“We hit the top LSM customers initially,” he says, “We try to reach corporate South Africa by taking senior management out for a ride in the afternoons. After 30 minutes, they’re very receptive.”

He’s also realistic about the scale at which change can happen. Initially, he hopes to encourage companies to buy bikes or provide loans for staff simply to get around areas like Sandton during the work day. Convincing people to commute from suburb to town by bike will take better infrastructure, like cycle paths.

“In South Africa right now, we can do things for the first time. That’s what makes it exciting for me, there are lots of things we can do.”

Each bike has a bespoke internal motor system and is powered by a battery that requires a simple recharge that lasts up to 65 kilometres.

 

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So, if you were thinking of buying an electric bike for commuting purposes, what might your considerations be?

Cost

This is the biggie. Truter may be looking at rich corporate clients, but word of mouth to the masses is going to be passed around by people like me. So does it make sense? I use around R350 a month commuting to and back from work everyday on a Metro Bus. Throw in a few trips to various places on the weekend using taxis and that’s around R450. I obviously don’t pay any extra costs as this isn’t my own private vehicle so that’s all my transport expenses.

I am however looking at buying a car in the near future and starting off with a smallish secondhand model is probably the best option. Let’s say I go for an Opel Corsa Lite, a 2007 2-door model goes for around R40 000 and let’s say I pay this amount in instalments of R2 000 each month for two years. Add monthly expenses to keep it on the road (e.g petrol, e-tolls and insurance) and that’s around R 4 000 a month, or about nine times what I currently pay.

Cycology bikes range from R 14 500- R35 000 depending on its body and battery size. If the city was serious about getting people to adopt them, it could help to resource low interest loans to buy them. Say a loan of three years at 5%? At that rate, the payments on R14 500 would work out to just over R466 – or more or less what I’m already paying anyway.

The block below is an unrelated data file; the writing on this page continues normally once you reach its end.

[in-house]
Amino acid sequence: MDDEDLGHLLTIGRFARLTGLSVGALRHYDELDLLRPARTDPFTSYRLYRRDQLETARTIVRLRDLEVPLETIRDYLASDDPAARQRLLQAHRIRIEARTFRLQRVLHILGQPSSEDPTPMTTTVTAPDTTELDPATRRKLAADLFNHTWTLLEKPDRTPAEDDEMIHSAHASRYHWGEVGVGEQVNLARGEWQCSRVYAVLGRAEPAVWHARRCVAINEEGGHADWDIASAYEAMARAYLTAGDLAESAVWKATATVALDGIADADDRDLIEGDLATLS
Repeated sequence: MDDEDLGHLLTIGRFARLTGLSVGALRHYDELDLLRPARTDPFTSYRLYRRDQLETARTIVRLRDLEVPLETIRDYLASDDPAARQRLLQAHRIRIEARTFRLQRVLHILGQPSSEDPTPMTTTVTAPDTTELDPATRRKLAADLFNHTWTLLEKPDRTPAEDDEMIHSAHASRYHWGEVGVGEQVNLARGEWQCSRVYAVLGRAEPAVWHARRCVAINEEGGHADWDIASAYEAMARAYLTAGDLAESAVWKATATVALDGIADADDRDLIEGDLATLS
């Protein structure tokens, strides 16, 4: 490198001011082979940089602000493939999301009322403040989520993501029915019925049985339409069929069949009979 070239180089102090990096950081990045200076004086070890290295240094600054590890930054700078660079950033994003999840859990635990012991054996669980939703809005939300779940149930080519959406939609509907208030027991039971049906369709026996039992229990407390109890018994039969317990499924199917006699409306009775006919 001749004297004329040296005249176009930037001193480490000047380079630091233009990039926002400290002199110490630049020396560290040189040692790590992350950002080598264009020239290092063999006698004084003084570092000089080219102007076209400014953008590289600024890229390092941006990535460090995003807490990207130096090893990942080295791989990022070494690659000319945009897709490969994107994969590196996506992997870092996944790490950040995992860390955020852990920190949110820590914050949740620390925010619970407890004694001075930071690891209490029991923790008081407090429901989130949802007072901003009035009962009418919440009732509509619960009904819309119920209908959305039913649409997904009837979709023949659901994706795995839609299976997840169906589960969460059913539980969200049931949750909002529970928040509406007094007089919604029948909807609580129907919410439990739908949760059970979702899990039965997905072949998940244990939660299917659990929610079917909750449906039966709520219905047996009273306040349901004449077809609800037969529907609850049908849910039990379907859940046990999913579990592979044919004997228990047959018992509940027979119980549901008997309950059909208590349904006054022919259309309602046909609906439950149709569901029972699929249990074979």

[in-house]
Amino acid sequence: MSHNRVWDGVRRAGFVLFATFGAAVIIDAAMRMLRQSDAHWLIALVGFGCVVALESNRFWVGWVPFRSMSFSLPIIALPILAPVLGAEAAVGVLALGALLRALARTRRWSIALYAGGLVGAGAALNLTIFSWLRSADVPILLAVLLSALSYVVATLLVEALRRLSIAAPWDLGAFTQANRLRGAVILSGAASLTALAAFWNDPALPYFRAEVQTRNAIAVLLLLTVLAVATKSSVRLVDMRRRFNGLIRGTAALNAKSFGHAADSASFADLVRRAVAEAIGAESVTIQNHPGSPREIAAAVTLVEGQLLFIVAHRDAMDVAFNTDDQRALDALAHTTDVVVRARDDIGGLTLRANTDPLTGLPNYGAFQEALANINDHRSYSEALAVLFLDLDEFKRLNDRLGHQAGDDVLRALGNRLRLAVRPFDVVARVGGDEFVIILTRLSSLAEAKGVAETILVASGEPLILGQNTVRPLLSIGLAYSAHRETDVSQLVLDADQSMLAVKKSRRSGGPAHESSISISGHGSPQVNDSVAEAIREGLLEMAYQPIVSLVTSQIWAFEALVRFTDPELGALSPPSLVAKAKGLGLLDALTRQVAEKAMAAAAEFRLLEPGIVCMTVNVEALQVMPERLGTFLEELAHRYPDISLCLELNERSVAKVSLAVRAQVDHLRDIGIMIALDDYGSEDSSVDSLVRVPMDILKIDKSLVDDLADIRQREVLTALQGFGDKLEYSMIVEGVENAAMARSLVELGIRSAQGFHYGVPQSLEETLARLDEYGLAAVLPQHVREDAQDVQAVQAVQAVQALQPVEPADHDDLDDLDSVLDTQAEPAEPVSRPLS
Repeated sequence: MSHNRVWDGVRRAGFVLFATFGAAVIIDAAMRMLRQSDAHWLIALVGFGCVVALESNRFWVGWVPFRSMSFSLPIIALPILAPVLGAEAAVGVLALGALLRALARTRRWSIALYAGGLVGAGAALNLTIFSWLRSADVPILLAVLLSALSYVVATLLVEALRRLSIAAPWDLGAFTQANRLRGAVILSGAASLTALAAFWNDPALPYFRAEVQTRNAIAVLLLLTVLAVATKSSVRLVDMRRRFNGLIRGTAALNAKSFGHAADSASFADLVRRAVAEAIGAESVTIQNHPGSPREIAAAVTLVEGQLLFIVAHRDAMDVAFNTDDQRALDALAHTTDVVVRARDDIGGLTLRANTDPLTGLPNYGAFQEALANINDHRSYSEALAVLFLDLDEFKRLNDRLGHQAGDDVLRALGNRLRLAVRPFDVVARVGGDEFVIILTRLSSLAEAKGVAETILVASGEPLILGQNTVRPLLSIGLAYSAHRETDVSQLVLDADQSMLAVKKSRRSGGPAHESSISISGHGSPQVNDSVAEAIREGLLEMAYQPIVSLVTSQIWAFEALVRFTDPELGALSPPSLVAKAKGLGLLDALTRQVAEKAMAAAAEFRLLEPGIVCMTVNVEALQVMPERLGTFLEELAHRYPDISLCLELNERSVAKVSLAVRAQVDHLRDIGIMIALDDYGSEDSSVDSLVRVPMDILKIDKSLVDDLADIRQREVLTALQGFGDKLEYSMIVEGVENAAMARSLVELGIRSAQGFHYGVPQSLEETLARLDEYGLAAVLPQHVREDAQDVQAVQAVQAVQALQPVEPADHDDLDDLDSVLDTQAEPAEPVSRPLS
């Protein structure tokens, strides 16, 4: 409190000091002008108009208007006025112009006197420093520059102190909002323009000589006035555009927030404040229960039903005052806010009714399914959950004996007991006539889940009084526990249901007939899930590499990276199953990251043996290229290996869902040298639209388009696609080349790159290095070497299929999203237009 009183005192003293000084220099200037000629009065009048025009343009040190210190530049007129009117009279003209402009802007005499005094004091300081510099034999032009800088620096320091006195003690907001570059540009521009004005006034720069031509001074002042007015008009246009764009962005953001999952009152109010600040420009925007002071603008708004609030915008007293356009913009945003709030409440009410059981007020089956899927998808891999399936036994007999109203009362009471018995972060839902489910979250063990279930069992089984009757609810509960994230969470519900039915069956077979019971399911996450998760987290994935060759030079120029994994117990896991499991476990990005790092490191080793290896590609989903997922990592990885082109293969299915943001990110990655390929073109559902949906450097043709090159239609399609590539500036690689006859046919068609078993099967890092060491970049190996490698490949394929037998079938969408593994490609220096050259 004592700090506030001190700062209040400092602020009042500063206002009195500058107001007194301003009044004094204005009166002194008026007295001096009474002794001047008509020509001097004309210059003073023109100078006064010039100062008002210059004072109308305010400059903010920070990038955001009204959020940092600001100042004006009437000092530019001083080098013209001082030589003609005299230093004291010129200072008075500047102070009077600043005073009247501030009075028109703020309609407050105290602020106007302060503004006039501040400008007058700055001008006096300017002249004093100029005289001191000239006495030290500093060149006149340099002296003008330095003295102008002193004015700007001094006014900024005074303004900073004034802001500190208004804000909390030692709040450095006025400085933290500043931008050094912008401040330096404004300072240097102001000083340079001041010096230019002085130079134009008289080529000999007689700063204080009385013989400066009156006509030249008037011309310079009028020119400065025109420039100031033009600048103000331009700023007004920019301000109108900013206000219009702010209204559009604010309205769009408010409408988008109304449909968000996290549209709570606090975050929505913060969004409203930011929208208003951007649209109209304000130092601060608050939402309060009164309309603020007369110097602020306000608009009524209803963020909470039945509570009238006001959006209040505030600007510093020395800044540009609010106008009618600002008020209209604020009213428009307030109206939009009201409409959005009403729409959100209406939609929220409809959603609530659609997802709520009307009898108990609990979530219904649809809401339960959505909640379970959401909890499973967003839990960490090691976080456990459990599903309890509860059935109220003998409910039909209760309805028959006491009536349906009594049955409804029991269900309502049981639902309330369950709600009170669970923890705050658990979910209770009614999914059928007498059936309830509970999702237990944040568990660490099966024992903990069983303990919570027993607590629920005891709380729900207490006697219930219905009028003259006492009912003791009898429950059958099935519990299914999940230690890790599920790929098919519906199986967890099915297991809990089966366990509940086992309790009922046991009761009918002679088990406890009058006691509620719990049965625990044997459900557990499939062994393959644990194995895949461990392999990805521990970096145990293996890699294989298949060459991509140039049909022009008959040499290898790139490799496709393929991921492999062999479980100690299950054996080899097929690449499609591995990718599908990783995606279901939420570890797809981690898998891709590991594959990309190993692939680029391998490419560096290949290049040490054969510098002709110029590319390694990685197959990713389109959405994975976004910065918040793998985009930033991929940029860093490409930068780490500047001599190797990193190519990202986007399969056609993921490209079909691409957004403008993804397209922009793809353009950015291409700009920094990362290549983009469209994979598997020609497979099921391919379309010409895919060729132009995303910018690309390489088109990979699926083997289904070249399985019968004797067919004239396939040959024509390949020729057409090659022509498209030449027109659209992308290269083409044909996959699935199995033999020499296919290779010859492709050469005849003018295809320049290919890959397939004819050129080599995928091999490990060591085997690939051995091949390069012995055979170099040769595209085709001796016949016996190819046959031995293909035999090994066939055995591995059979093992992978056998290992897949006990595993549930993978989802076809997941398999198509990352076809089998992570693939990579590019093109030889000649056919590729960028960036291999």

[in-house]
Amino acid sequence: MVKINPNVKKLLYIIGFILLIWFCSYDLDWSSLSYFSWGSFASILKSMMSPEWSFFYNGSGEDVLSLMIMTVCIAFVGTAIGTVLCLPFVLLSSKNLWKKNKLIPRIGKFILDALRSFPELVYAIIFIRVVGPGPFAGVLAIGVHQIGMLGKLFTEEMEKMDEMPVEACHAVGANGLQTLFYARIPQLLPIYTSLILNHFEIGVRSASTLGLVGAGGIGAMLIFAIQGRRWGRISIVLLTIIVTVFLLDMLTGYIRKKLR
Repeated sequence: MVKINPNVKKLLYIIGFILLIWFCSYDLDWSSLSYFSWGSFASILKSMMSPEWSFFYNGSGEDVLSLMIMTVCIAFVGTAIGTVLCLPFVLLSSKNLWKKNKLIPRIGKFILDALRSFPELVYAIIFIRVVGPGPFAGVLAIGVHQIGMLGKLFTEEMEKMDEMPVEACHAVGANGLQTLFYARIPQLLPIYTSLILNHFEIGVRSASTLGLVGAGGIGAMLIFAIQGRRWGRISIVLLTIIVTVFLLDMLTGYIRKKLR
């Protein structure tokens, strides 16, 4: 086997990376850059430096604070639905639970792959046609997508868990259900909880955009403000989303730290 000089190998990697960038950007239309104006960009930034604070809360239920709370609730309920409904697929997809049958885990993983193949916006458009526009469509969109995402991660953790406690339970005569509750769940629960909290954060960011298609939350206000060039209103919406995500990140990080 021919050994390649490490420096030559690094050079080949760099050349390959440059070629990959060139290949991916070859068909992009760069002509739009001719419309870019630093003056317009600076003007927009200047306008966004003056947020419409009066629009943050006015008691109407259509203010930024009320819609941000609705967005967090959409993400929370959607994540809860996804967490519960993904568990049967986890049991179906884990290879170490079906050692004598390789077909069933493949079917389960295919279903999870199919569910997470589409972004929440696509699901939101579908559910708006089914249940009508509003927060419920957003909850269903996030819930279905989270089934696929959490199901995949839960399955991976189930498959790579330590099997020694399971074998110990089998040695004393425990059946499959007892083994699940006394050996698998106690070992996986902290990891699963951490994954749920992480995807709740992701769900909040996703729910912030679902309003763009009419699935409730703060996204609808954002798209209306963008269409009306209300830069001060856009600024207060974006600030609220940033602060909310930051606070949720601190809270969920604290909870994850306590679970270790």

There’s some extra costs, of course.

A single charge costs R1.65c – R1.85c and will keep you going for 65km. I would probably go for the cheapest bike for R14 500. Work is approximately 6km away from where I live, so that’s 12km each day, meaning I travel 264km a month and would have to recharge a bike about 4 times a month, so that’s around R6.00-R7.00 a month (which is obviously cheaper than a car). Let’s throw in a few taxi rides for bad weather or long distances too.

Still…

My surroundings

Weather, pedestrians and other drivers are all factors that determine a person’s experience while travelling to a certain destination and Joburg isn’t popular for the friendliness and ease of any of those, in fact, they can either make or break your day and determine your mood.

For me (and probably a lot of other people) what counts the most though is safety, weather and space to carry things. The best option here would be a car, because you get the freedom to be in your space, at your own time and carry whatever you need to in your boot. So a bike wouldn’t be very practical in this sense

So would I buy a bike?

I don’t know – but mainly because it’s been 17 years since I last rode one. I can’t even sit on one of Truter’s machines without falling off right now. Still, I’m going to give it a go by heading over to his beginners classes over the next few weeks, and I’ll report back here with how I get on.

In the meantime, the most important question is whether or not you could be convinced. Thoughts in the comments box below…

Hit the gallery below to see photos of the different Cycology bikes.